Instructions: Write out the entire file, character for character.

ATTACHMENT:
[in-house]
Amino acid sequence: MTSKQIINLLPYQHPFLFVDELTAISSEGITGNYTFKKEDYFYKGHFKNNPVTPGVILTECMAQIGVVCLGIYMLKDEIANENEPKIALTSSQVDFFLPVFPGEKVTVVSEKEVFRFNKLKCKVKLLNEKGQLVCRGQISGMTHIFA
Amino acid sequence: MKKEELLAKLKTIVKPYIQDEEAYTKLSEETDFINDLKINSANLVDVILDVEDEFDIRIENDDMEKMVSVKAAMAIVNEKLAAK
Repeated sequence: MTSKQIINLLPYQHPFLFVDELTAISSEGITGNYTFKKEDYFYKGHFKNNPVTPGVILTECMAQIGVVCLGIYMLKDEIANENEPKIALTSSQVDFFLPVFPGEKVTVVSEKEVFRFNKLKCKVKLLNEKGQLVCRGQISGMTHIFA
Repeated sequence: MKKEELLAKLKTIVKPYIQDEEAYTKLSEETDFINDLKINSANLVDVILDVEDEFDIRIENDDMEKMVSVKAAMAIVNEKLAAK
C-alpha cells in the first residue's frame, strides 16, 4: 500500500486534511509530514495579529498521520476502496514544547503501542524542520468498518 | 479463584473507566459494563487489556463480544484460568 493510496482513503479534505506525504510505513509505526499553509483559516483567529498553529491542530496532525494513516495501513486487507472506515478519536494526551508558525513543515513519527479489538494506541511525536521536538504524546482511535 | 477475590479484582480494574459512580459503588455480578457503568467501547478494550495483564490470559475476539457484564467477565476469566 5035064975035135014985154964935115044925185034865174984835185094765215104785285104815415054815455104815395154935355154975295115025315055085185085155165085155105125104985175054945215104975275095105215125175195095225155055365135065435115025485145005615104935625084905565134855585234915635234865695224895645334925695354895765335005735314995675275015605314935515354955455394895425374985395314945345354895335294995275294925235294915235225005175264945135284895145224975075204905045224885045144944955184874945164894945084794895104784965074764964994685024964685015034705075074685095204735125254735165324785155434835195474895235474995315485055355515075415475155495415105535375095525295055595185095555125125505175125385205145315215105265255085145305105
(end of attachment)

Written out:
[in-house]
Amino acid sequence: MTSKQIINLLPYQHPFLFVDELTAISSEGITGNYTFKKEDYFYKGHFKNNPVTPGVILTECMAQIGVVCLGIYMLKDEIANENEPKIALTSSQVDFFLPVFPGEKVTVVSEKEVFRFNKLKCKVKLLNEKGQLVCRGQISGMTHIFA
Amino acid sequence: MKKEELLAKLKTIVKPYIQDEEAYTKLSEETDFINDLKINSANLVDVILDVEDEFDIRIENDDMEKMVSVKAAMAIVNEKLAAK
Repeated sequence: MTSKQIINLLPYQHPFLFVDELTAISSEGITGNYTFKKEDYFYKGHFKNNPVTPGVILTECMAQIGVVCLGIYMLKDEIANENEPKIALTSSQVDFFLPVFPGEKVTVVSEKEVFRFNKLKCKVKLLNEKGQLVCRGQISGMTHIFA
Repeated sequence: MKKEELLAKLKTIVKPYIQDEEAYTKLSEETDFINDLKINSANLVDVILDVEDEFDIRIENDDMEKMVSVKAAMAIVNEKLAAK
C-alpha cells in the first residue's frame, strides 16, 4: 500500500486534511509530514495579529498521520476502496514544547503501542524542520468498518 | 479463584473507566459494563487489556463480544484460568 493510496482513503479534505506525504510505513509505526499553509483559516483567529498553529491542530496532525494513516495501513486487507472506515478519536494526551508558525513543515513519527479489538494506541511525536521536538504524546482511535 | 477475590479484582480494574459512580459503588455480578457503568467501547478494550495483564490470559475476539457484564467477565476469566 5035064975035135014985154964935115044925185034865174984835185094765215104785285104815415054815455104815395154935355154975295115025315055085185085155165085155105125104985175054945215104975275095105215125175195095225155055365135065435115025485145005615104935625084905565134855585234915635234865695224895645334925695354895765335005735314995675275015605314935515354955455394895425374985395314945345354895335294995275294925235294915235225005175264945135284895145224975075204905045224885045144944955184874945164894945084794895104784965074764964994685024964685015034705075074685095204735125254735165324785155434835195474895235474995315485055355515075415475155495415105535375095525295055595185095555125125505175125385205145315215105265255085145305105